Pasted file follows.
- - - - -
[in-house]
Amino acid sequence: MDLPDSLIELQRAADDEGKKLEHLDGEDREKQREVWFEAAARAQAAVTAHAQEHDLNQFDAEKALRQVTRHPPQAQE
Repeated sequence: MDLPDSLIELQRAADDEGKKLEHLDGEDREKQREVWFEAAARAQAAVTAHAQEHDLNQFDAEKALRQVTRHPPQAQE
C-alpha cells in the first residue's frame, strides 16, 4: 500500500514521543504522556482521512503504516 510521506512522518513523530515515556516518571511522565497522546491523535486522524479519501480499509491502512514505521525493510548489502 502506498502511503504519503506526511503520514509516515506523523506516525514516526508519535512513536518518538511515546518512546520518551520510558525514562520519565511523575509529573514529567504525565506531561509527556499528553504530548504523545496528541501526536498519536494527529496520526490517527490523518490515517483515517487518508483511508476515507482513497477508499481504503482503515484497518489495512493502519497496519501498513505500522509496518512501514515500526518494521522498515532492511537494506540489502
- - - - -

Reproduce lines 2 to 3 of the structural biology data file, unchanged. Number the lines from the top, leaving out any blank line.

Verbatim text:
Amino acid sequence: MDLPDSLIELQRAADDEGKKLEHLDGEDREKQREVWFEAAARAQAAVTAHAQEHDLNQFDAEKALRQVTRHPPQAQE
Repeated sequence: MDLPDSLIELQRAADDEGKKLEHLDGEDREKQREVWFEAAARAQAAVTAHAQEHDLNQFDAEKALRQVTRHPPQAQE